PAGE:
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Thermal processing times and temps

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#1 charlotte27

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Posted 06 May 2019 - 10:24 PM

I am looking for some help with regrads to thermal processing times and temps of pates.

I need to heat treat an in-jar vegetarian pate to extend the shelf-life.

Any ideas?



#2 The Food Scientist

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Posted 07 May 2019 - 02:19 PM

Hi,

 

It depends on the target microorganisms in the pate. Have you identified them? 


Everything in food is science. The only subjective part is when you eat it. - Alton Brown.


#3 charlotte27

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Posted 07 May 2019 - 08:30 PM

No this is still in very early stages, but I reckon with qaultiy raw materials and accredited supplier in conjunction with GMP etc... we could pack the pate into tamperproof tubs and pasteurise at 75-80oC for 10-15 mins to achive a good shelf life.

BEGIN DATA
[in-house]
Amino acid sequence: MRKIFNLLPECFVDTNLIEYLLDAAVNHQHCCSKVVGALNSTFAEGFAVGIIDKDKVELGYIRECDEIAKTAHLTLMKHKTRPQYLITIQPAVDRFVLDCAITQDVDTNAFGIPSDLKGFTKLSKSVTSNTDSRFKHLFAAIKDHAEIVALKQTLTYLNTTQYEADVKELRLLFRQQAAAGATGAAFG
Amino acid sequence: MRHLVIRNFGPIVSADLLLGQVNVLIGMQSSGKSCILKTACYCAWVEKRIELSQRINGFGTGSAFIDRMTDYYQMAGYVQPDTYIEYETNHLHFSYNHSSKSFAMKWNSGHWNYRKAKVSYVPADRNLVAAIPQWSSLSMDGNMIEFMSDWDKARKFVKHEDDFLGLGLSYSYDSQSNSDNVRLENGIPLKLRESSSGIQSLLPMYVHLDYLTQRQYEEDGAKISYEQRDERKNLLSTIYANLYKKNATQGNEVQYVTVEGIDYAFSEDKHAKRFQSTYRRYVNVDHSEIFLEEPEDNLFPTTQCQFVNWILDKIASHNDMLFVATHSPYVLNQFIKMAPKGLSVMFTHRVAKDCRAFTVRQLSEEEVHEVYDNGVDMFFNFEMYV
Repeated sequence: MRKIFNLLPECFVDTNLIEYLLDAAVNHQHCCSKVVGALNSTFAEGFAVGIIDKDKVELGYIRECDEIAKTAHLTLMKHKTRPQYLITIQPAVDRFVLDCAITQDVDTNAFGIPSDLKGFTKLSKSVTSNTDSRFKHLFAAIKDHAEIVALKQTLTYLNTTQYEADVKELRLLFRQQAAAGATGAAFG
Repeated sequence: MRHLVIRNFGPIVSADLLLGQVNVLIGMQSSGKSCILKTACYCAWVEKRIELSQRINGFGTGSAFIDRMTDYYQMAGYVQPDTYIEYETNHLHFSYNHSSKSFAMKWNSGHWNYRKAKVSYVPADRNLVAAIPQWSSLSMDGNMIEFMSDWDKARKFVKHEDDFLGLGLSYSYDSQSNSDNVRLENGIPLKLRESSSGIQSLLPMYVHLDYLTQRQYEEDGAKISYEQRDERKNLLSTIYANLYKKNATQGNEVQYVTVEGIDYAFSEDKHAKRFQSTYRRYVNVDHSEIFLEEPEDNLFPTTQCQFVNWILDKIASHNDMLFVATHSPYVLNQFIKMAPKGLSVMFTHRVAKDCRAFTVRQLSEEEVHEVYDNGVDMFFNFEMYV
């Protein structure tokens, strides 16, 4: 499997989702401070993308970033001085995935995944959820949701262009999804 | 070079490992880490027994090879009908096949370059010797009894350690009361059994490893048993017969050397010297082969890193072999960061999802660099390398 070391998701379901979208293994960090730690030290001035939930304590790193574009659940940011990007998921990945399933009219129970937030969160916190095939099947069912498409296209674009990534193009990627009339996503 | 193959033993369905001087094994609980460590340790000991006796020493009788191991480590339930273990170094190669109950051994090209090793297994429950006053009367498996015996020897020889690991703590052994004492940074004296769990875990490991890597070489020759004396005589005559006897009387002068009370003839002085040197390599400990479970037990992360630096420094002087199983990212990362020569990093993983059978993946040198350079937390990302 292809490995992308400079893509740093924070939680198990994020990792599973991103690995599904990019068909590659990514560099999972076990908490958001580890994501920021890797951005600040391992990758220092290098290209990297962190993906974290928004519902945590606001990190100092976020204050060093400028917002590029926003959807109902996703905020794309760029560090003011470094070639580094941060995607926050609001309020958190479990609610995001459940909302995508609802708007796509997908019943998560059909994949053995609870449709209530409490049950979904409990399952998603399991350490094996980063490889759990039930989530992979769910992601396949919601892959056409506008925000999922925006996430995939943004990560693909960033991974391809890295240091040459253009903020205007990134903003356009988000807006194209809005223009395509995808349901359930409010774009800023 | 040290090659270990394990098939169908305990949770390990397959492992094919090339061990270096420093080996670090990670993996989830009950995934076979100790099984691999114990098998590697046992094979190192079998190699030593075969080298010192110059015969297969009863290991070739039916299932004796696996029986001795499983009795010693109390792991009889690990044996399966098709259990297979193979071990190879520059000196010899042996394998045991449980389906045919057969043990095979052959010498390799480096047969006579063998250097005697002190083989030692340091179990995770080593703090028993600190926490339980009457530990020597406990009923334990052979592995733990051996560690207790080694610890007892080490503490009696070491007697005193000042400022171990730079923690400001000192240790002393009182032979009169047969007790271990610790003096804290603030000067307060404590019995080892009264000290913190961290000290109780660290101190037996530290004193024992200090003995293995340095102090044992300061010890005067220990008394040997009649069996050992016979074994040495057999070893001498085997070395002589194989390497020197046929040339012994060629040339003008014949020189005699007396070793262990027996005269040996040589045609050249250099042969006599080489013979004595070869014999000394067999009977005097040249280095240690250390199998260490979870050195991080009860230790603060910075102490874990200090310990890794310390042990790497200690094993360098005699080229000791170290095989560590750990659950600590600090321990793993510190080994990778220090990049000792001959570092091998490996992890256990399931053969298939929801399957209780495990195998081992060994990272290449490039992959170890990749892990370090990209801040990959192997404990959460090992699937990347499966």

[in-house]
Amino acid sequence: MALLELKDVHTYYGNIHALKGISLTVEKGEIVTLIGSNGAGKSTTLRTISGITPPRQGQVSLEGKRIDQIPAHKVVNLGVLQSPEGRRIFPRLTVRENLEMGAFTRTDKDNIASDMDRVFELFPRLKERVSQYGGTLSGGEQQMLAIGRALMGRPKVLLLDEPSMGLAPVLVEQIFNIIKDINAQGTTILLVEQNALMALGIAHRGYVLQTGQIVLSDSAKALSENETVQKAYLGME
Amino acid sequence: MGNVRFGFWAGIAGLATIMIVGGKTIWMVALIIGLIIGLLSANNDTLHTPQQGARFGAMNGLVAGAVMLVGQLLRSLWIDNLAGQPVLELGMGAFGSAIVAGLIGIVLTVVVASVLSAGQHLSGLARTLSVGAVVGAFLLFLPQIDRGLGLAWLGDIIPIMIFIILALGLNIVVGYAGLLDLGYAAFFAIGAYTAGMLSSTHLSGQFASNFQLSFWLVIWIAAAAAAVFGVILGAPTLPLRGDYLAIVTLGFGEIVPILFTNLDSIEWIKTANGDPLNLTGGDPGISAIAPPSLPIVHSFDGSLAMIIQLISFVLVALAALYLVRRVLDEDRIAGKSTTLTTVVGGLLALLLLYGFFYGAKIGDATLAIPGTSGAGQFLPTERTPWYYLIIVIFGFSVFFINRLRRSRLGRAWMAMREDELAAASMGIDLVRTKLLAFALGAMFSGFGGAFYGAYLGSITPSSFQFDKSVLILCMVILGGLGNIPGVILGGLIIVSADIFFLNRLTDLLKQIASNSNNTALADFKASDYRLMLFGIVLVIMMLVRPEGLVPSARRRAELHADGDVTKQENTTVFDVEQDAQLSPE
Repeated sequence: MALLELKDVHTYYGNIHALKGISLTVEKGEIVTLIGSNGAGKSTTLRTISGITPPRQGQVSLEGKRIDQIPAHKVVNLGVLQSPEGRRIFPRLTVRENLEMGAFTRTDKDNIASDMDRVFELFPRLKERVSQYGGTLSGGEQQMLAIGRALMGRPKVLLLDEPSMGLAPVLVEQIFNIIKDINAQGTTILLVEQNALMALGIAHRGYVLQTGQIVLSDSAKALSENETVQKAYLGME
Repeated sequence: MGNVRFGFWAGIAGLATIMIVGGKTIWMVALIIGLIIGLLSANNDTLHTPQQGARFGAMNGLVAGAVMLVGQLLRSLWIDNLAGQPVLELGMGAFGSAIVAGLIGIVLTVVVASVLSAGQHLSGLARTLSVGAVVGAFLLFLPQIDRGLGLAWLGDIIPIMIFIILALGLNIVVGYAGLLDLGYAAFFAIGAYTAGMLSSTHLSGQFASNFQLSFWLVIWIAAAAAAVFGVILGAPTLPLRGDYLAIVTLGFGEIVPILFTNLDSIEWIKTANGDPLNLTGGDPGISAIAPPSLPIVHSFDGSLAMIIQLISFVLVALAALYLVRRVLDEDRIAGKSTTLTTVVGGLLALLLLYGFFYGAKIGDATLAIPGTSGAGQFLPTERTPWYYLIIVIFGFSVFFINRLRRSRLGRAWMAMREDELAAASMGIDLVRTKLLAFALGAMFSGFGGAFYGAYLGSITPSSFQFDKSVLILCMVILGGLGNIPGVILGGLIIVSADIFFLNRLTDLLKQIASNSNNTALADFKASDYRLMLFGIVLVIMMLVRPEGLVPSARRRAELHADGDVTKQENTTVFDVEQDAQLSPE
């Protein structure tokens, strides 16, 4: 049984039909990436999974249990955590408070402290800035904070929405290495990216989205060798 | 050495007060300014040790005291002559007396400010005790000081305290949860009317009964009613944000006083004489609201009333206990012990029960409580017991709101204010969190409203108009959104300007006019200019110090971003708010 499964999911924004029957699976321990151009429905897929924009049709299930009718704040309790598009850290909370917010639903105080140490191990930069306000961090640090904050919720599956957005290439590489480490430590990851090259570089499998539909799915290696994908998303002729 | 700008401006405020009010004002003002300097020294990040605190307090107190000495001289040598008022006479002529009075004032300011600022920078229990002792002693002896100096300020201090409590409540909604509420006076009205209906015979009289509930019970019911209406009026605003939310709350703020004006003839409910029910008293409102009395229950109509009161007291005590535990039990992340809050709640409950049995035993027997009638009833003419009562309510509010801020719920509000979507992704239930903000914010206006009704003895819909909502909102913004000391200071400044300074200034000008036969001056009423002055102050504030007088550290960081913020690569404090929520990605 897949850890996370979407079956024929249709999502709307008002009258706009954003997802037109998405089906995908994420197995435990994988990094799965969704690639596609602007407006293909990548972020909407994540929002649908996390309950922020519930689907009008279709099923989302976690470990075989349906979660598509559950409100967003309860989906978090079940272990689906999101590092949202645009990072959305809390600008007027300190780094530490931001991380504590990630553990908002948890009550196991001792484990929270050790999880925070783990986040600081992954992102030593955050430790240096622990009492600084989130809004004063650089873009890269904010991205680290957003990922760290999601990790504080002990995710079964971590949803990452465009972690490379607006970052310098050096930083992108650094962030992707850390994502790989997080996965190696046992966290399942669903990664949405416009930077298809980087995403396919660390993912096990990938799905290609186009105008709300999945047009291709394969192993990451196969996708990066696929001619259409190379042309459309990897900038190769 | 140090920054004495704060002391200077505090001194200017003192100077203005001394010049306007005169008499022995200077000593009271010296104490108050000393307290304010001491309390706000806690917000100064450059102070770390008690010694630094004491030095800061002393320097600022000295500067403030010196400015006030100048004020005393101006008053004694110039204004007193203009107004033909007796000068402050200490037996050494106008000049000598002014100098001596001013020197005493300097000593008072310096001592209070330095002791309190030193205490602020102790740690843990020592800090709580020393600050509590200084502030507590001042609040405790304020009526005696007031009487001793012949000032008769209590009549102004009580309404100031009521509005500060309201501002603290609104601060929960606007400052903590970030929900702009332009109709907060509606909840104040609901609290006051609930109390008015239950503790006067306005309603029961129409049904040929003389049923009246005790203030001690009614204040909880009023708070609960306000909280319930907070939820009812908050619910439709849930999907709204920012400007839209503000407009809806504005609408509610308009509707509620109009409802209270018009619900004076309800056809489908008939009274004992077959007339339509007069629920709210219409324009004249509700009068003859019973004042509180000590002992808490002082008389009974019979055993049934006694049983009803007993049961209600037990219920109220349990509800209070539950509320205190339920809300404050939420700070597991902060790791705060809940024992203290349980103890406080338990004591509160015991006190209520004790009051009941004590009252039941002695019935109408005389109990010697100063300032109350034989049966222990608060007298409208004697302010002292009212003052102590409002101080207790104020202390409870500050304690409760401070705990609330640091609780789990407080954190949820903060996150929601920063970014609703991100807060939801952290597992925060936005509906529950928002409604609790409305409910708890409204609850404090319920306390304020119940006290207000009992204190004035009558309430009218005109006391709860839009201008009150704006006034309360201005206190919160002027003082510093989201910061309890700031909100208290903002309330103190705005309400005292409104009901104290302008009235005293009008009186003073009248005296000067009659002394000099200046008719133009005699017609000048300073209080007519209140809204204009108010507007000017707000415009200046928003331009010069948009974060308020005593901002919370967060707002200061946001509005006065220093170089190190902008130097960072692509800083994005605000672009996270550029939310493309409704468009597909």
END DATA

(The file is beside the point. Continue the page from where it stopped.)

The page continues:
The raw materials will be cooked (or from cans - chickpeas), nut and soft cheese.

Any thoughts?

Thanks

C



#4 Ken Bookmyer

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Posted 07 May 2019 - 11:27 PM

In the US it's pretty much determined by pH and water activity. Once you have the upper limits for them any process authority should be able to give you limits. Just make sure they know what size container you are looking at as well. I would not be surprised to find that you need a lot longer to get the center of a tub up to temperature than you are allowing since there is probably no convection within the tub. 

ken



#5 Charles.C

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Posted 08 May 2019 - 01:02 AM

I am looking for some help with regrads to thermal processing times and temps of pates.

I need to heat treat an in-jar vegetarian pate to extend the shelf-life.

Any ideas?

 

This may assist -

 

Attached File  pH,canning,hotfill requirements.pdf   640.93KB   21 downloads


Kind Regards,

 

Charles.C


#6 charlotte27

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Posted 08 May 2019 - 09:30 AM